by LUKE BAUMGARTEN & r & & r & Granted & r & & r & Back in the way back, rich people would find an artist they liked and bankroll homey. This was called patronage. There'd sometimes be a return on investment -- first pick of a painter's paintings -- but it was usually philanthropy for all the same reasons it happens today: good nature, fame, guilt, money laundering, whatever. Michelangelo, Shakespeare and Beethoven were hooked up thusly.

I've been thinking a lot about this lately. I need free money. Friends and I are working on a little extra-Inlander writing thing that's going to take a ton of cheddar to pull off. There are no loans for speculative artistry and it's not the kind of project we can bankroll ourselves. So we're angling for the patronage of the 21st century: artists' grants.

There are a lot of grants for documentary filmmakers and poets and sculptors and a few for journalistic endeavors. Weird thing though: as far as I can tell, there's exactly one grant available for people creating pop music (Google "ASCAP grant").

Other countries (Canada, Australia, most of Scandinavia) subsidize their pop bands. Remember the Hives' Veni Vidi Vicious? That was the Finnish government. Like Arcade Fire? Thank Canada. Other nations do it to increase their cultural footprint worldwide. America doesn't because our cultural footprint is already massive.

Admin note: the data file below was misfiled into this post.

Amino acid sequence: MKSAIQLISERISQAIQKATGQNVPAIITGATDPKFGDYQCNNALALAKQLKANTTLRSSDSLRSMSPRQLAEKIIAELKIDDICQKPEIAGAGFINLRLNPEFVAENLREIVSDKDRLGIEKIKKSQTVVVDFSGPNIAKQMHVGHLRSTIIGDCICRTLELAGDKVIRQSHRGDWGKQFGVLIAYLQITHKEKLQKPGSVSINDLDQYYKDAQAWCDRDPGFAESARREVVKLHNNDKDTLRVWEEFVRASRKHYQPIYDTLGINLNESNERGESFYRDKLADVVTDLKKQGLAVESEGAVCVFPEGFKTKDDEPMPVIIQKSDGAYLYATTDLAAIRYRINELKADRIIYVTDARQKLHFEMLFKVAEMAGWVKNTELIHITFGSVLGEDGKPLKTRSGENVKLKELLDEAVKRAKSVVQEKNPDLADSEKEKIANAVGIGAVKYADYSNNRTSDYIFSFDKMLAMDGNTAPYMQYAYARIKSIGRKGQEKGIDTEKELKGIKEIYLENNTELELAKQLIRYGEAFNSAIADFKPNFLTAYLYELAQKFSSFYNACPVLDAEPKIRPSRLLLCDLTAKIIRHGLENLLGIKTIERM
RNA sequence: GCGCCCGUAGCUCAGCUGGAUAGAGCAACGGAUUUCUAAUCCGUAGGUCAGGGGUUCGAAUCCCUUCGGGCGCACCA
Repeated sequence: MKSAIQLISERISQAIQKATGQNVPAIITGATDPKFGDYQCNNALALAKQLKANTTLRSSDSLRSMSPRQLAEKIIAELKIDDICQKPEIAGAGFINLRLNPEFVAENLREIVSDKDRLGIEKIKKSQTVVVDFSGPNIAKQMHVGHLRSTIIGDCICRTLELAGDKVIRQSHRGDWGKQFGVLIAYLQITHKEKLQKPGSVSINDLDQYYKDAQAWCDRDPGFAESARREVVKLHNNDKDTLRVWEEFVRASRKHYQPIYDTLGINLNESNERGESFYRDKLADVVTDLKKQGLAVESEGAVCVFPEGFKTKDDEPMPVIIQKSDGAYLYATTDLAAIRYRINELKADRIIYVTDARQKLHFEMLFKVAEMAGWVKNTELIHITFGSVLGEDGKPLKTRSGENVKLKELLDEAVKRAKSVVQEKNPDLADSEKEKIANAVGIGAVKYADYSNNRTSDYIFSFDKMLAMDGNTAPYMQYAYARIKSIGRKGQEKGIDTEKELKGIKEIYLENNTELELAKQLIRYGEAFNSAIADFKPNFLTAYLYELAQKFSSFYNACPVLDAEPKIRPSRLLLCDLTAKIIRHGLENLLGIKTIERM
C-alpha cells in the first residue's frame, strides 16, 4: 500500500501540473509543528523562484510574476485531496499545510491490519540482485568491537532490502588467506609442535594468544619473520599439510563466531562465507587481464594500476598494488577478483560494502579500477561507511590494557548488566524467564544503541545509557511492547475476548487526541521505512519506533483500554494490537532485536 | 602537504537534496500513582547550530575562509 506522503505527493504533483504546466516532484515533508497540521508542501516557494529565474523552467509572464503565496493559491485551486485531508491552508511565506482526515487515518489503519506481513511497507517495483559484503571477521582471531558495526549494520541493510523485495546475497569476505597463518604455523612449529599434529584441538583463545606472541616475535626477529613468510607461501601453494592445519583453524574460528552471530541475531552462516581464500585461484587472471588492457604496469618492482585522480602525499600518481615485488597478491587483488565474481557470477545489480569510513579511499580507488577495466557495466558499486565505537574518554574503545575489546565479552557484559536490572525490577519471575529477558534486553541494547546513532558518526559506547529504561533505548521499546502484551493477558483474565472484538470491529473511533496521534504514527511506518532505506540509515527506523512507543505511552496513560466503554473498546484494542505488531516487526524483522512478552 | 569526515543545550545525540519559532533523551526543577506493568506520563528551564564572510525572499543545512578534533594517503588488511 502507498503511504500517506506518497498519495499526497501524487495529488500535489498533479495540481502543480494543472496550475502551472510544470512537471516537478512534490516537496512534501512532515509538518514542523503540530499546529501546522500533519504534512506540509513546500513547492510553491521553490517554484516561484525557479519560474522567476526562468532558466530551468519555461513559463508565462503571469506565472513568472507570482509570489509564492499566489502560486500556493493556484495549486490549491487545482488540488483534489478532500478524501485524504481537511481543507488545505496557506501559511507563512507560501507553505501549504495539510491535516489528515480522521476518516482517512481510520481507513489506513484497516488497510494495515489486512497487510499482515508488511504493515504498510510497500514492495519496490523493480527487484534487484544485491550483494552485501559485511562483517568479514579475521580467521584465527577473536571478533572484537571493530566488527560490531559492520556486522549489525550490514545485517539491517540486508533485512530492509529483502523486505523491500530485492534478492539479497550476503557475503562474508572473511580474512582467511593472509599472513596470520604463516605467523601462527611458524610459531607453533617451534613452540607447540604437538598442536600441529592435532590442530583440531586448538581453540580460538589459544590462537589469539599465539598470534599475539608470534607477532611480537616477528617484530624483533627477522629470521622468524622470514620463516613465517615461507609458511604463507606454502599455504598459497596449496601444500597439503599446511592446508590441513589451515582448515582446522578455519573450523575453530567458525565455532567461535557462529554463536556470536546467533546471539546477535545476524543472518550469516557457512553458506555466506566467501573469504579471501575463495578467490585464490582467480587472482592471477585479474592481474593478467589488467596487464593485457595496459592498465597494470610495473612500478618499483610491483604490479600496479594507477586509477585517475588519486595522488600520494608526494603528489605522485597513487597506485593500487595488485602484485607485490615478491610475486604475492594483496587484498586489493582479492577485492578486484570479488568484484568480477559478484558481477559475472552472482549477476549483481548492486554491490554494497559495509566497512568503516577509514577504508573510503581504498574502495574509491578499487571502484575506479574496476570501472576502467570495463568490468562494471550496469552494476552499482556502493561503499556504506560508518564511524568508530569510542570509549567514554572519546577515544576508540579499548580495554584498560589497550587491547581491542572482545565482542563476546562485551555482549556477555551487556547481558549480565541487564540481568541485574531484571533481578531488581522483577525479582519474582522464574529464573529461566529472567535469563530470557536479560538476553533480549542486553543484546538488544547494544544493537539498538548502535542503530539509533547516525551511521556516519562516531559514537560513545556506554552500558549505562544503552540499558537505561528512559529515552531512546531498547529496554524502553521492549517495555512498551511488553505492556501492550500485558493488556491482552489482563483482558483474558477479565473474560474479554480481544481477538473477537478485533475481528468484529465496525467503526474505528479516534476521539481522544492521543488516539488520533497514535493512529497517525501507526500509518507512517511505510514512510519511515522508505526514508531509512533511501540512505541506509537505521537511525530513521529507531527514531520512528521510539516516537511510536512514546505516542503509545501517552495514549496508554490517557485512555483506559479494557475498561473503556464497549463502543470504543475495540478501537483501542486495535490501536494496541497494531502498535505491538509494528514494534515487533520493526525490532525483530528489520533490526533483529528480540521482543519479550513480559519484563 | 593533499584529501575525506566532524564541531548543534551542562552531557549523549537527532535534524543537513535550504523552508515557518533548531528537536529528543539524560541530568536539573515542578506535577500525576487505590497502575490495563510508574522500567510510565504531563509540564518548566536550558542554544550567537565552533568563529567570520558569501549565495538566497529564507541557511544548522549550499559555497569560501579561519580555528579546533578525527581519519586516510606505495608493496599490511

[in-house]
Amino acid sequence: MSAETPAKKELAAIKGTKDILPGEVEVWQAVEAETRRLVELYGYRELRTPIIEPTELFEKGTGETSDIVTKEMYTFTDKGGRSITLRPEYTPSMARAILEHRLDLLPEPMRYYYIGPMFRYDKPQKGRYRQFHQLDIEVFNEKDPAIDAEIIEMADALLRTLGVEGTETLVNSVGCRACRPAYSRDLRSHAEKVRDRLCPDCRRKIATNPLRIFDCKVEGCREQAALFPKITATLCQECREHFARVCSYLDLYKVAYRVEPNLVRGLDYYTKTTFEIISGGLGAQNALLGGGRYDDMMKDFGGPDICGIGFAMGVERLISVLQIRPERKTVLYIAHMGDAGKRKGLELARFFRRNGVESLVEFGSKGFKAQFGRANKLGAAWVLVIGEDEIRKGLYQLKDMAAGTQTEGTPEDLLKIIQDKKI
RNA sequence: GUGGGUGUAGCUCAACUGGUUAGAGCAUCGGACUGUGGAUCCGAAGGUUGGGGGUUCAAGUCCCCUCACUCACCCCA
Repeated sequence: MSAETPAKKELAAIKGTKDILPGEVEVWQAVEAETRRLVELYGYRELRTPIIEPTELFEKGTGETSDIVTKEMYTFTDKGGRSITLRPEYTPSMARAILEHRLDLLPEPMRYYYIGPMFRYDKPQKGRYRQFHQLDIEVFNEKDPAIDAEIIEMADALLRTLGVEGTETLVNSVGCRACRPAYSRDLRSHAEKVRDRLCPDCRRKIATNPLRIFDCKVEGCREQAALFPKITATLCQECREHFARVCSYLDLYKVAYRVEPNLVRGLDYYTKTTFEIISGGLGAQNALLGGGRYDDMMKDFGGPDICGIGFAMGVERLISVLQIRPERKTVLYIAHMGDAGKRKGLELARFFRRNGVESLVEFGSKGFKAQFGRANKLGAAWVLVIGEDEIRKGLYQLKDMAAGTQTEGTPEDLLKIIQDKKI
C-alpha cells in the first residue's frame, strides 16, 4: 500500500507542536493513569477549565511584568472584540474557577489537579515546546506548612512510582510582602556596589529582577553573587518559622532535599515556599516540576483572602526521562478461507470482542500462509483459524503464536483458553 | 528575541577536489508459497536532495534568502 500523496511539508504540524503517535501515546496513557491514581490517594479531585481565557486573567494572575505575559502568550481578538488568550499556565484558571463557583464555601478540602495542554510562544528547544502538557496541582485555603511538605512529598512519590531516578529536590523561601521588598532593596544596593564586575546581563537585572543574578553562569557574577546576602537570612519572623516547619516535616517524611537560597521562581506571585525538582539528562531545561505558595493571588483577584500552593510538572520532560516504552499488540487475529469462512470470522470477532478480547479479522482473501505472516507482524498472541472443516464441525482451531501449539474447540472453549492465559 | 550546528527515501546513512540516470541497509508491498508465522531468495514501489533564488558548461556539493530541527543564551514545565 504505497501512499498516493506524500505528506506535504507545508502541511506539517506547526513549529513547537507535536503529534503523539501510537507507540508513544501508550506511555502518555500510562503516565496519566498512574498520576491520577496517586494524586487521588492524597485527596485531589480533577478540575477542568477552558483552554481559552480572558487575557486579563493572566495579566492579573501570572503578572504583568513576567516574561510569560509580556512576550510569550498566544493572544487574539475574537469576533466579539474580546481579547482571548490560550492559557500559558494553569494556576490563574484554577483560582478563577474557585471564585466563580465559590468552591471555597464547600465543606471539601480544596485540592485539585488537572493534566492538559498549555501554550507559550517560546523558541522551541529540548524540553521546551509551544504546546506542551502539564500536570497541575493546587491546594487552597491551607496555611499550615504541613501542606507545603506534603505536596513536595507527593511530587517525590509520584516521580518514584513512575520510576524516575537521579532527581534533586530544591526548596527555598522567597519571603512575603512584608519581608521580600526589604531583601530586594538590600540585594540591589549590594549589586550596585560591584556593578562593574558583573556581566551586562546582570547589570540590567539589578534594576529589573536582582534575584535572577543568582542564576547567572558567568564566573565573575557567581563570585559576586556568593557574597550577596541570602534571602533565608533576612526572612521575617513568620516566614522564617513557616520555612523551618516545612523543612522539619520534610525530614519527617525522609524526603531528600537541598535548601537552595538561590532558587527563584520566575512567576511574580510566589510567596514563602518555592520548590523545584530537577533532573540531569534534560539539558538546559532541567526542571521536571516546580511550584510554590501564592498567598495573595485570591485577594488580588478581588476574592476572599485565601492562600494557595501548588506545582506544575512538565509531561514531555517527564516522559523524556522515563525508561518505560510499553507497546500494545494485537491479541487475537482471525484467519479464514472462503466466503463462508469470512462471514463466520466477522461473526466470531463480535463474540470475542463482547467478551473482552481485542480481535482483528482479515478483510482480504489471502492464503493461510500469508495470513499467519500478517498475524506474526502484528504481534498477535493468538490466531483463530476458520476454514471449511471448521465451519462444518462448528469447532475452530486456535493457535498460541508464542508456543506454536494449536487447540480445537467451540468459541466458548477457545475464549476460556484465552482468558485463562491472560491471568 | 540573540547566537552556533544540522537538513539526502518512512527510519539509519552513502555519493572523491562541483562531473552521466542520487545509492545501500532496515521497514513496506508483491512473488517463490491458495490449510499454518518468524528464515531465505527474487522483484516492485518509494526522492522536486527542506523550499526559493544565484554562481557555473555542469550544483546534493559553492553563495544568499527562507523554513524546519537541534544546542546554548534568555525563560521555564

That thinking though -- at least regarding pop -- may change. The reason there are so many grants for poets and sculptors is that there usually ain't a lot of money in that kind of work, even for big names. As a society, though, we've deemed these things culturally important, so we -- through government funds and private nonprofits -- give people money to keep the art coming. Even playwrights who might make bank once their play hits Broadway often get grants to help them live while they write the thing.

In coming years, as there becomes less and less money to be made from music itself, and therefore fewer labels looking to offer upfront money to untested bands, look for people -- maybe even non-pros set up by record labels -- to start helping bands get their first record done. In the meantime, apply for that ASCAP thing and get a little money to record your magnum opus.

Witness to Wartime: The Painted Diary of Takuichi Fujii @ Northwest Museum of Arts & Culture

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